My roots lie in the Welsh language. The need to demonstrate in my compositions the fact of identity is nescessary for me. An interest in letter forms and the beginnings of language led to my own particular direction. In 1993 I saw cup and ring marks carved on boulders on Ilkley Moor and the realisation that man made marks from Prehistory could be integrated into a landscape was a key moment. The carvings on Barclodiad y Gawres and Bryn Celli Ddu on Anglesea frequently find their way into my compositions. My vocabulary now refers to graffiti on walls, the Ogham and Bardic Alphabets and the spirals, zig zags and linear inventions of earlier generations. The direaction of my work was confirmed when I came across the book The Language of the Goddess by Marija Gimbutas on a visit to New York. The book contains thousands of drawings and photographs of signs, symbols and images taken from cultures across the globe revealing a positive female vocabulary which reinforces my own intuitive direction. In my painting I wish to reveal the wealthy deposits of minority languages and to build a bridge between the visual, oral and written means of communication.
Discovering what other artists have said about the creative process, learning which continues for a lifetime, has led to my avid collection of books from all cultures. Learning of the divided brain, the role of the right and left hand hemispheres increased my understanding of the creative process and confirmed the importance of following intuitive decisions in a culture which places more importance on left hand dominance.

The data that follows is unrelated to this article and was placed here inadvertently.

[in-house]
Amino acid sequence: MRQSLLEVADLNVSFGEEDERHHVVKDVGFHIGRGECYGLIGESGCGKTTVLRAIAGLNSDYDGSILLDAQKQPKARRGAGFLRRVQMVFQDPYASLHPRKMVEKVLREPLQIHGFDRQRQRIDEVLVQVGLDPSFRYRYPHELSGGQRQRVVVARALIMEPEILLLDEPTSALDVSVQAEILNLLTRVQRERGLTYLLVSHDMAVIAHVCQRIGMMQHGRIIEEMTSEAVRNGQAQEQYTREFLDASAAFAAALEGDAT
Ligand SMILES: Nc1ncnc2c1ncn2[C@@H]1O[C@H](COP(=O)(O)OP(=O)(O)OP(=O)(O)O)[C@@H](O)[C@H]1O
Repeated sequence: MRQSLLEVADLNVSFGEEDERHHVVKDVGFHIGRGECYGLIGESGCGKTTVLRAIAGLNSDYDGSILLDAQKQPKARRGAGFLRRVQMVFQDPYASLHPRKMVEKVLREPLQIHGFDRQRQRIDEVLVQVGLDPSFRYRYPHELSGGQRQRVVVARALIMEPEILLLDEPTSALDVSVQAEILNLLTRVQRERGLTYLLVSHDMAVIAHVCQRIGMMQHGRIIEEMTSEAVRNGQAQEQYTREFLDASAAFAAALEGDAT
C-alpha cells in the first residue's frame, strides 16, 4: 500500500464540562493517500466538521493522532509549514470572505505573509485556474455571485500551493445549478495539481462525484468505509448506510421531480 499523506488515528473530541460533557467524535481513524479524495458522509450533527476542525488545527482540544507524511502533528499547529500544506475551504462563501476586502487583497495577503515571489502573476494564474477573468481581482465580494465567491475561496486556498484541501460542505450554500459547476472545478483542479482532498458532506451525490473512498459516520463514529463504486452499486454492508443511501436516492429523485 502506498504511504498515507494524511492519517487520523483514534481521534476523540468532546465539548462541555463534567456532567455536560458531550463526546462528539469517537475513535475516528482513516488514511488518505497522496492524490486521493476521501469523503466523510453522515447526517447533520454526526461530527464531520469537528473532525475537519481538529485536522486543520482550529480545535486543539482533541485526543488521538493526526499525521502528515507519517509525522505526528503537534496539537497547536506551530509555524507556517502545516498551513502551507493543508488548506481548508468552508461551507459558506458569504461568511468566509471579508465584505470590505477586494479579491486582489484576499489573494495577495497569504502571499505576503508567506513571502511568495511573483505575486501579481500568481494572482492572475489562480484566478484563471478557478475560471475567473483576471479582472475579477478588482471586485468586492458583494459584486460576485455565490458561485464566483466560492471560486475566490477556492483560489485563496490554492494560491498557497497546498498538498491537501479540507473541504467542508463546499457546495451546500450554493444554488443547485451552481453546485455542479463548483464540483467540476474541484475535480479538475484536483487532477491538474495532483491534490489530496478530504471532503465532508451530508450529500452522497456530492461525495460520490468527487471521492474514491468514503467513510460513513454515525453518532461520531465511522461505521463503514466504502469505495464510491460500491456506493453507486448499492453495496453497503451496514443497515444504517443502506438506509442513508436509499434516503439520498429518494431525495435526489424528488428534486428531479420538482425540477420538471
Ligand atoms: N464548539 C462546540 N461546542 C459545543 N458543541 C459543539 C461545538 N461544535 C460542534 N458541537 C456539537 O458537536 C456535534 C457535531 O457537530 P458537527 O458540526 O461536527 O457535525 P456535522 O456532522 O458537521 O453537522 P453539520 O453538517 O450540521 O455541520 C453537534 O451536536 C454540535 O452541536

Visiting other cultures has always enriched my own art. Brittany, Ireland, France, Italy, North Africa, Tunisia, have all given me opportunities for experiences denied to previous generations of my family. India in particular increased my confidence in the use of colour and led to experiments linking colour to the language of music.
Following my interest in cup and ring marks and archaeological carvings, I was recently able to visit New Mexico to see petroglyphs on volcanic boulders made thousands of years ago by Native Americans, the first people of Turtle Island. In bringing together the art of prehistoric Britain with that of Native Americans my aim is too focus on the attitude of both these cultures towards the natural world.
Now, in the twenty first century with the increasing threat of climate change, much can be learned by looking backwards at the values of earlier peoples who had a respect for the natural world that we have lost.
A particular honour for me in 2016 was to be the recipient of the Glyn Dwr Award for an outstanding contribution to the Arts in Wales donated bythe Lambert family and the Tabernacl Trust, whose patronage of the Arts is making a difference to West Wales. To this honour I can also add being accepted as a member of Learned Society of Wales in April 2016. In previous years I received two honorary fellowships to Trinity College Carmarthen and Aberystwyth University and an Honorary Doctorate of the University of Wales, Cardiff.